Sunday, March 17, 2019

SXSW with Abe: Ms. White Light

I’m excited to be attending the film festival at South by Southwest for the second time, and I’ll be posting reviews throughout the week as I see as many movies as possible!

Ms. White Light
Directed by Paul Shoulberg
Narrative Feature Competition

Most people don’t want to talk about death. Though it’s the one thing that everyone has in common and will eventually experience, there are superstitious notions that talking about it will hasten its arrival. There are those, including this reviewer’s wife, who make it their mission to get people more comfortable with the idea of talking about death. That work comes in many forms and may occur at various points in the course of a person’s life, whether or not death is perceived as imminent. Broaching that conversation is never easy, and doing so with tact and respect is of the utmost importance.

Lex (Roberta Colindrez) specializes in helping terminally ill patients come to terms with letting go and accepting that they are about to die. Her bedside manner needs work, with her father and business partner Gary (John Ortiz) trying to push her to be more personable. An unexpected connection with a patient named Val (Judith Light) open to all forms of accompaniment as she lies sick in a hospital bed opens Lex up to new ideas, including Spencer (Zachary Spicer), a psychic, and a cured patient, Nora (Carson Meyer), who insists on paying Lex back for the care she provided for her when she needed it most.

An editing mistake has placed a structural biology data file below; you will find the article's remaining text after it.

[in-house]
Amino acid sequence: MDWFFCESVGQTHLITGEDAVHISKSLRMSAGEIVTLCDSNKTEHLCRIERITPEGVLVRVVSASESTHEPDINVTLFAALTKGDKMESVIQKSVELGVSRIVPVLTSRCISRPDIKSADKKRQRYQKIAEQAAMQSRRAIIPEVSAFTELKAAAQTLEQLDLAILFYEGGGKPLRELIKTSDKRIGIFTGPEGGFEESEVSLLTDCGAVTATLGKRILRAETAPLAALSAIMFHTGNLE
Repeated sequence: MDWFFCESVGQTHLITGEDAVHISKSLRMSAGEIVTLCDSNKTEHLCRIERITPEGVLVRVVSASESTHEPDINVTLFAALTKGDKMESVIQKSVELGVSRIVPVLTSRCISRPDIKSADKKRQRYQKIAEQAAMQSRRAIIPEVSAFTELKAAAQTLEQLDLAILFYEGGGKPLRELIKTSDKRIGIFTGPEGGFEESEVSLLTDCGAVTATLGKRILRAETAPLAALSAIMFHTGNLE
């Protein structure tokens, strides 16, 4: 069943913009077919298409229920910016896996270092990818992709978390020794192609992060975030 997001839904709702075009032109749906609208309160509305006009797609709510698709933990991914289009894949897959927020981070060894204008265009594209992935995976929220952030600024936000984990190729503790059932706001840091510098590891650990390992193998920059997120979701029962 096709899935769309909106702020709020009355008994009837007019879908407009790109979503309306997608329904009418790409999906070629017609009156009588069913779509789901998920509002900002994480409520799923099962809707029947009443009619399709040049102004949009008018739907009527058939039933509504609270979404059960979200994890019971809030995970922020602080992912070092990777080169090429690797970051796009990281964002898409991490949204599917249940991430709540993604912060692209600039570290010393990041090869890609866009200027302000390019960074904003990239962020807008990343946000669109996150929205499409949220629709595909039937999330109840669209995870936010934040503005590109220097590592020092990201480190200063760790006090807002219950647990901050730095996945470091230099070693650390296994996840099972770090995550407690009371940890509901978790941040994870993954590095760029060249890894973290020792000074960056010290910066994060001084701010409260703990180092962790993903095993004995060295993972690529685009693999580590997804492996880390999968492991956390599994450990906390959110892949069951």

It is cool to see a movie about someone who dwells in this space and, against the wishes of most families and patients she encounters, presents realities that so many are eager to diminish and deny. The perspective of this film, however, is a mostly comedic one, with Lex having a personality that seems to be in contrast to that of an individual designed to be with someone in the most difficult time of their life. The laughs the film plays for aren’t big, and the most resounding moments come when a step is taken back and the impact of Lex’s influence, good or bad, can be truly realized.

Colindrez, probably most recognizable from her role as Devon on the short-lived “I Love Dick,” has a sardonic energy that helps to define Lex, though it’s far from the strongest part of the film. Light, who played up her soap opera actress in “Before You Know It” at Sundance this year, delivers a more muted, sentimental performance that does serve as the heart of the film, opposite Ortiz’s expected turn as a parent most concerned with his daughter’s growth and success. As a whole, the film doesn’t pack much of a punch, but it’s a decent enough journey.


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